How Instagram and hot dogs made Vancouver fall in love with Canadians baseball

Jun 21 2018, 1:52 am

“The good news is, there’s not a whole lot new at Nat Bailey.”

Those are the words of Jake Kerr, part-owner of the Vancouver Canadians since 2007.

Not exactly the best way to sell a professional baseball team, except it is when it comes to the Canadians.

The city has a love affair with its minor league baseball team, even if most people don’t know who’s playing. Does it matter when the sun is shining with a beer and hot dog in hand?

That’s the business model that’s working for the C’s these days, as they open another season at Nat Bailey Stadium on Wednesday. Opening Day is sold out, as usual.

It’s easy to forget, but baseball in Vancouver wasn’t always this popular. The city lost its Triple-A team of 22 seasons in 1999, as the franchise moved to Sacramento.

The Canadians were reborn the next year, but as a short-season Single-A team. Instead of watching players on the cusp of the Major Leagues at Nat Bailey, fans instead got to watch younger players that were at least a couple of years away from reaching their potential.

So people stayed home.

Prior to the arrival of Kerr and his business partner Jeff Mooney, the C’s drew just 3,260 per home game in 2006. Last year, they set an attendance record, attracting 239,527 fans to the ballpark, which translates to 98.3% capacity.

“I bought it on a complete whim,” Kerr told Daily Hive. “I was a baseball fan at Nat Bailey when I was a little kid, and I heard it was for sale. I’m usually pretty analytical in business and I was not at all analytical about this. I just decided that was something that I really wanted to do.”

The first season did not go well.

“It was a disaster. Between Mooney and I, we made every mistake in the world that first year. We lost more money than you can shake a stick at.”

Kerr credits Andy Dunn, partner and president of the team, with turning things around.

The biggest key for the ownership group was realizing that despite people enjoying the ballpark, they didn’t care all that much about the game being played on the field.

“A couple of things came out when we first bought the team. We did some exit interviews, saying ‘what did you think of the game’ and ‘did you have a good experience?’ We found out that 60% of the people, even back in the beginning, didn’t know who won the game when they left.

“And that’s really important, because it said to us they’re coming for a different reason than the baseball score. They’re coming for entertainment, they’re coming for something for the family to do in the summer.”

Sushi races, the dancing grounds crew, and Instagramable three-foot-long hot dogs are a bigger reason why the Canadians fill the stands every summer than the four championships they’ve won in the last seven years since becoming an affiliate of the Toronto Blue Jays. Hard to believe, but it’s true.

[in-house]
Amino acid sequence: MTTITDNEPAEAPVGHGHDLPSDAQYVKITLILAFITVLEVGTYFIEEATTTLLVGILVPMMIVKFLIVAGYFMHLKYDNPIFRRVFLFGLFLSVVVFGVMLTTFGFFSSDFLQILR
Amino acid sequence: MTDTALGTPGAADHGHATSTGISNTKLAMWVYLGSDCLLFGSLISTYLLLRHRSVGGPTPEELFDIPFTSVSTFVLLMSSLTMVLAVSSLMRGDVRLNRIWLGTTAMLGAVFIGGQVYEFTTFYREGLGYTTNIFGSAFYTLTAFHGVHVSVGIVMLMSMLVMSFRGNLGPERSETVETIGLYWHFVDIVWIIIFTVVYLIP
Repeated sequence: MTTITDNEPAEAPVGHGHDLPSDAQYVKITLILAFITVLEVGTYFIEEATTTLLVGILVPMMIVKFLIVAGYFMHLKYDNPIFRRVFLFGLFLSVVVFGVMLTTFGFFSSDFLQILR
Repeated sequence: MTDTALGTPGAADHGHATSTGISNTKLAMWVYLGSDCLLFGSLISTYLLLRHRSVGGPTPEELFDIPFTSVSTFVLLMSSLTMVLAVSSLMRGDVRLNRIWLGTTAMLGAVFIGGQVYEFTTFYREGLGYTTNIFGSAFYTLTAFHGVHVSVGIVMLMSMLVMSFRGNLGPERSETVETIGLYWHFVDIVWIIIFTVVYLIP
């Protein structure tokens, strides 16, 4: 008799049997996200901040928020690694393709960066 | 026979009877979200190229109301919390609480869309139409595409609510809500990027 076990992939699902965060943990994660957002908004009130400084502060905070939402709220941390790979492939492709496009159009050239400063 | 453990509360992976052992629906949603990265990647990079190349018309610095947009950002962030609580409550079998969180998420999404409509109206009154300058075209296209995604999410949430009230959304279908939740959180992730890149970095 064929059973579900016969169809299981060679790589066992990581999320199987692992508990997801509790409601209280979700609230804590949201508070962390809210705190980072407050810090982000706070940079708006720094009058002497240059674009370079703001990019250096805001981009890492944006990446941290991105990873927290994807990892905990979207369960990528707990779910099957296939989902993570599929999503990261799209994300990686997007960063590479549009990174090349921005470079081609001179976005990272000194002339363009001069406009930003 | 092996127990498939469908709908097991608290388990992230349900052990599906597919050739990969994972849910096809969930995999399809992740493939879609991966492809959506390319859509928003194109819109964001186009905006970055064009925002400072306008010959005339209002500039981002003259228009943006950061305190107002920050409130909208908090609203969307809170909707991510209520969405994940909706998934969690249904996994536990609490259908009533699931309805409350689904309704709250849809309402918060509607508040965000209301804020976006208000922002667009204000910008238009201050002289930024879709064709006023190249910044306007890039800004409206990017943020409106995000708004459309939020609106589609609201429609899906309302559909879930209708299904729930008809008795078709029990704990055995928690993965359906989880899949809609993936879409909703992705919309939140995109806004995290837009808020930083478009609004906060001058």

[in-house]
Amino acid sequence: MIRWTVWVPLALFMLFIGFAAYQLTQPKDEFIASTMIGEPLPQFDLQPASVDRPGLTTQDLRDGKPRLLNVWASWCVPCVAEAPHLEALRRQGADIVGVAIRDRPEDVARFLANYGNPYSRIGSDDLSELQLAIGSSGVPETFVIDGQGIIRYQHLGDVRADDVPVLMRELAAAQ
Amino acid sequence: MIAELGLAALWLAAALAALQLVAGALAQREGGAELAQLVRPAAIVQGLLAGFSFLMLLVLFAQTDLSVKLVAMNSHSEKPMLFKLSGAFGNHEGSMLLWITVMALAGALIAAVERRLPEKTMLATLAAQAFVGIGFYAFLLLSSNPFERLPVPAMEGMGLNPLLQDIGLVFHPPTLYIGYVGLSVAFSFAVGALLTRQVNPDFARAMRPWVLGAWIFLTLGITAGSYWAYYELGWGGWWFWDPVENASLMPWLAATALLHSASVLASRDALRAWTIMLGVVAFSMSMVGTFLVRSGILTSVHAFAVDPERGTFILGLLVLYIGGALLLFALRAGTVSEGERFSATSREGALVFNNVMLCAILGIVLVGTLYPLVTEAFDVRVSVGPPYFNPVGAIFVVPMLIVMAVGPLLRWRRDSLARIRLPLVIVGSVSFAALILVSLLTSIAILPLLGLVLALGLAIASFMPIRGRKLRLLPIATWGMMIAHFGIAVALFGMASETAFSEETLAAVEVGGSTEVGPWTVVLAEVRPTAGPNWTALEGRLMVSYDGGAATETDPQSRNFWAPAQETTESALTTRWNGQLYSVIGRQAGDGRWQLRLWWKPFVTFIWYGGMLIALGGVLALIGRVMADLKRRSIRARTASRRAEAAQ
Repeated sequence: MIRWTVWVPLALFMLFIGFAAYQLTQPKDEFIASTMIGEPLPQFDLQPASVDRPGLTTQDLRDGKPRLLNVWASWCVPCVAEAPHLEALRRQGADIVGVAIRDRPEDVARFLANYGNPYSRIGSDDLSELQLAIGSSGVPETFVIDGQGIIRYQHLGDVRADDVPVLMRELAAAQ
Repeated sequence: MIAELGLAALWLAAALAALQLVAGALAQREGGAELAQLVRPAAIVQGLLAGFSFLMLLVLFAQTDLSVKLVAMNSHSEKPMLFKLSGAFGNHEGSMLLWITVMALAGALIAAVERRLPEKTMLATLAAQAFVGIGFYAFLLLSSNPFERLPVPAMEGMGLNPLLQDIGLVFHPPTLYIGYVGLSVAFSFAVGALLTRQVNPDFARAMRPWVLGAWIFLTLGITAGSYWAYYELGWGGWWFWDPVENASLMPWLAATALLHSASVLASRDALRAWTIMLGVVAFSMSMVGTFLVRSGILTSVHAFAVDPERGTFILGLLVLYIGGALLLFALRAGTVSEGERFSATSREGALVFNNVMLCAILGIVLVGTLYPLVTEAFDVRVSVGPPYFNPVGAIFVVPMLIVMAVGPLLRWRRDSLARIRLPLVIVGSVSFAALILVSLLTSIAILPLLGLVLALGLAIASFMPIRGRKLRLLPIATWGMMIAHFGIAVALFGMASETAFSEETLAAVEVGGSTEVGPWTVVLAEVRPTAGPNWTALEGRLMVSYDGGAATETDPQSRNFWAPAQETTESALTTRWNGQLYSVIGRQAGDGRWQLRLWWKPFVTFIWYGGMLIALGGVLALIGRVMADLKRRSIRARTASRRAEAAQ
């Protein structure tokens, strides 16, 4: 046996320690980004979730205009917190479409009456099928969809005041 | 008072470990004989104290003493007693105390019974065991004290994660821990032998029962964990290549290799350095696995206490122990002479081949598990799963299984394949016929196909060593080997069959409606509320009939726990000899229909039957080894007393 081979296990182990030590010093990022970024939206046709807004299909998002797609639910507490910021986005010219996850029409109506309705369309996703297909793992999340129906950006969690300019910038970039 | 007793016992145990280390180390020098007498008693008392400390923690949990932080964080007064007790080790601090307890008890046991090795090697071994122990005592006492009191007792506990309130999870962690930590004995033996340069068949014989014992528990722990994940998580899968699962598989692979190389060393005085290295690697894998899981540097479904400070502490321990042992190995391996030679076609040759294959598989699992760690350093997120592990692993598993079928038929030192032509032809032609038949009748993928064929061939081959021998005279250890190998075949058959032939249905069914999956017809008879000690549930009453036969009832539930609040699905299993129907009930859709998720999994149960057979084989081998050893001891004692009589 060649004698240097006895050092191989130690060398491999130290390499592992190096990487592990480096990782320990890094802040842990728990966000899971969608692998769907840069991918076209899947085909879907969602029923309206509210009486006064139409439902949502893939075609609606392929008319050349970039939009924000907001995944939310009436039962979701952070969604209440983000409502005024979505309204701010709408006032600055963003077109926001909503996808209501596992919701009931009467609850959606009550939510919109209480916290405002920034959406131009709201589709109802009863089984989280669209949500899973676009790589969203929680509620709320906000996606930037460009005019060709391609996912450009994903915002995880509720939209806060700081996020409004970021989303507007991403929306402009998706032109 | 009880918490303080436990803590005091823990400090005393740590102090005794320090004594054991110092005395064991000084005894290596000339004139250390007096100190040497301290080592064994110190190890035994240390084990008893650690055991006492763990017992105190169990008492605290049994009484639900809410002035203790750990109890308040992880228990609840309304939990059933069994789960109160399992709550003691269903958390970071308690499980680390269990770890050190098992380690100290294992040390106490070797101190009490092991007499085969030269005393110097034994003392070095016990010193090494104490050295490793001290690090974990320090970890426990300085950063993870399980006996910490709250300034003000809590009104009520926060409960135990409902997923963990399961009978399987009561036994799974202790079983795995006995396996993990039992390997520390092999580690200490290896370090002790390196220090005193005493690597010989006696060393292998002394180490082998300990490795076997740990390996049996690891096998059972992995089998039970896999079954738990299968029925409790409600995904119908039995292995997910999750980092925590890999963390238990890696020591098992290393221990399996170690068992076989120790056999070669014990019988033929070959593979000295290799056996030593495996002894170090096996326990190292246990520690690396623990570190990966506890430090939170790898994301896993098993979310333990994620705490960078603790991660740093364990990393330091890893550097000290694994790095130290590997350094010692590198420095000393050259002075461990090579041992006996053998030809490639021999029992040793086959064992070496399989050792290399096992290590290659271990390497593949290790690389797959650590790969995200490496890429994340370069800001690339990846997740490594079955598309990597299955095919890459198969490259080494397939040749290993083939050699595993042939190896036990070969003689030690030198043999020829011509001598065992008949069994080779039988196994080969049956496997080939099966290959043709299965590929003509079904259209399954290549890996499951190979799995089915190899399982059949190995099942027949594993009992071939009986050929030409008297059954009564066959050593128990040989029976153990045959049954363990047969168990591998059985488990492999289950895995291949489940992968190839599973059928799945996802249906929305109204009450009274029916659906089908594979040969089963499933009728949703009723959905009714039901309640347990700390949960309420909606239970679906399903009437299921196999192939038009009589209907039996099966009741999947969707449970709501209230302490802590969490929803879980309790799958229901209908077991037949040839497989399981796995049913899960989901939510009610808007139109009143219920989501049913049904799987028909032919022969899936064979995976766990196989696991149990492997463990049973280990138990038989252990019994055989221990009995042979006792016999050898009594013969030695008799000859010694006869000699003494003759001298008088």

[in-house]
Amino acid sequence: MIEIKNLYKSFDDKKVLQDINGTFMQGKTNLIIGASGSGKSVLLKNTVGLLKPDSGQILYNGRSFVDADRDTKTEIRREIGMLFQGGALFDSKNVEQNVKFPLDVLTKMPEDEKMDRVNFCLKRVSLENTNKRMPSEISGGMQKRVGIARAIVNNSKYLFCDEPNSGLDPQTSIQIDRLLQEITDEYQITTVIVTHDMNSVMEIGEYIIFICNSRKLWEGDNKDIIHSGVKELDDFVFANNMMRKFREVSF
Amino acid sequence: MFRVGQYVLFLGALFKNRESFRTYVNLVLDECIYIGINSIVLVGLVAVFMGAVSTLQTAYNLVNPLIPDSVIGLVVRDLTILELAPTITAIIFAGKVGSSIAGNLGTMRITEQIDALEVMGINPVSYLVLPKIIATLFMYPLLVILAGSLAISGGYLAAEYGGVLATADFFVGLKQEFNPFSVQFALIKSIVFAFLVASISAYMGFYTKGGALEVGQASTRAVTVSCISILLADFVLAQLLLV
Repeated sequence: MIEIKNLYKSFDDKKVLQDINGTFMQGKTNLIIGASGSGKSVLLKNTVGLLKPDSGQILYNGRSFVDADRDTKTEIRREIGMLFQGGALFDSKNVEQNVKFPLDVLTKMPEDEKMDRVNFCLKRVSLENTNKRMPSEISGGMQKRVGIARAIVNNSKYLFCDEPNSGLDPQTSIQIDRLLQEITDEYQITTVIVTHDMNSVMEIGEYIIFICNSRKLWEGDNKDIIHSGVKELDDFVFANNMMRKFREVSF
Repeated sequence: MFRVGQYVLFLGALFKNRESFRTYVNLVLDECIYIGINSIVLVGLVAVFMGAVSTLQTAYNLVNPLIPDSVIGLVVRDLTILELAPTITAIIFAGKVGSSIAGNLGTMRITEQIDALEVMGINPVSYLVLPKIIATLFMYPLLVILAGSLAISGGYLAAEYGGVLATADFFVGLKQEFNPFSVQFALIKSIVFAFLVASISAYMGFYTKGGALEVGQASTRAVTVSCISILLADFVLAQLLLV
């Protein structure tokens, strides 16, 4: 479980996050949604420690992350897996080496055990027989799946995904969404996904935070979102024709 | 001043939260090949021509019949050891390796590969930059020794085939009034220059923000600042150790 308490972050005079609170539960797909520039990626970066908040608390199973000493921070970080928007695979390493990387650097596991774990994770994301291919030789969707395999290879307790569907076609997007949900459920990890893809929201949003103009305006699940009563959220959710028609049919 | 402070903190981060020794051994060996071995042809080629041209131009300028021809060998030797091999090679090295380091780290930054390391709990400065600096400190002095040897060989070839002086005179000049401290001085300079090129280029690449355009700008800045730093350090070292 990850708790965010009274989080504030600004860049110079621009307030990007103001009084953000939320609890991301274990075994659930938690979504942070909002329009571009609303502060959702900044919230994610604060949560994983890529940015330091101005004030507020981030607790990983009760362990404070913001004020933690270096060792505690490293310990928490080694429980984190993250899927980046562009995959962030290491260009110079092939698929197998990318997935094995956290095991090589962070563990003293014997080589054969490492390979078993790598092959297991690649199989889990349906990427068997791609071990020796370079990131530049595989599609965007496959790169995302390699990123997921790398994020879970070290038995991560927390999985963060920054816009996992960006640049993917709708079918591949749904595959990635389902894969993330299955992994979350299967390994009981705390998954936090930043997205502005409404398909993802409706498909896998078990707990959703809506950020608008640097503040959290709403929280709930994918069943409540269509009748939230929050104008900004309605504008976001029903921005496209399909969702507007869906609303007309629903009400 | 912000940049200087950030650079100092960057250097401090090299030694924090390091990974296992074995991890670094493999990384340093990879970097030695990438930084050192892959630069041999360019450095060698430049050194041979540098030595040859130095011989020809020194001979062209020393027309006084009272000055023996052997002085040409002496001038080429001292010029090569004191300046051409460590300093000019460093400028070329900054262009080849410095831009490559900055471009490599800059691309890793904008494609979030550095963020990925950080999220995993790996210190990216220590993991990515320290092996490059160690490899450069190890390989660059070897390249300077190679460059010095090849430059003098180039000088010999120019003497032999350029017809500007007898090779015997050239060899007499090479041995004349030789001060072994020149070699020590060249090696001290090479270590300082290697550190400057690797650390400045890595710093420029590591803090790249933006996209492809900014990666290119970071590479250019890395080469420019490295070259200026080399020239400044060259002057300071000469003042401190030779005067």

The hashtag #AtTheNat fills up Vancouverites’ Instagram feeds on the regular, providing the best kind of marketing they could hope for.

“Most of our communications are by social media and it works like a hot damn,” said Kerr, who admittedly isn’t the most social media savvy guy in the world. That hasn’t stopped the team from becoming the “No. 1 team on Instagram by a mile” according to Kerr.

“The key for us, is we hired some millennials. If you look at our staff, you realize there’s a lot of really young people. One of the things they brought to the game about 10 years ago is let’s start working on social media.”

The Canadians are opening the season with back-to-back fireworks shows on Wednesday and Thursday following the conclusion of their games. They’ve got an expanded craft beer selection this season, and have plans to improve the right-field viewing area after the season.

What about Triple-A?

Given the smash-hit success of the Single-A team, doesn’t a return to Triple-A one day make sense?

Not so, says Kerr.

“As a baseball fan I’d certainly like to do that. But we’ve analyzed it very carefully,” he says.

The Canadians begin their season at the end of June and finish at the start of September. In other words, they play all of their games during times when Vancouverites want nothing better than to be outside.

The Triple-A schedule is not as kind.

The Pacific Coast League, the league Vancouver used to call home, began play on April 5 this year.

“For all these Triple-A fans, if they’ll guarantee me that they’ll go out there in a rainstorm, or mist and [freezing temperatures], I’m on. But otherwise all that happens is you lose your ass for the first two months and you spend the rest of the summer trying to make it up.”

The Canadians, by the way, have only had four rain outs in the last five years.

Kerr did concede that if a younger man owned the team, Triple-A might be worth a look. Nat Bailey Stadium isn’t big by PCL standards, but that shouldn’t disqualify it according to the C’s owner. Triple-A stadiums are bigger, but that doesn’t matter if they don’t sell out like Nat Bailey.

For now, if it ain’t broke, why fix it? The city loves coming to the ballpark, no matter who’s on the field.

“We’d rather come with a really good entertainment package that the fans really seem to like.”

Hard to argue with that.

See also
Rob WilliamsRob Williams

+ Offside
+ Baseball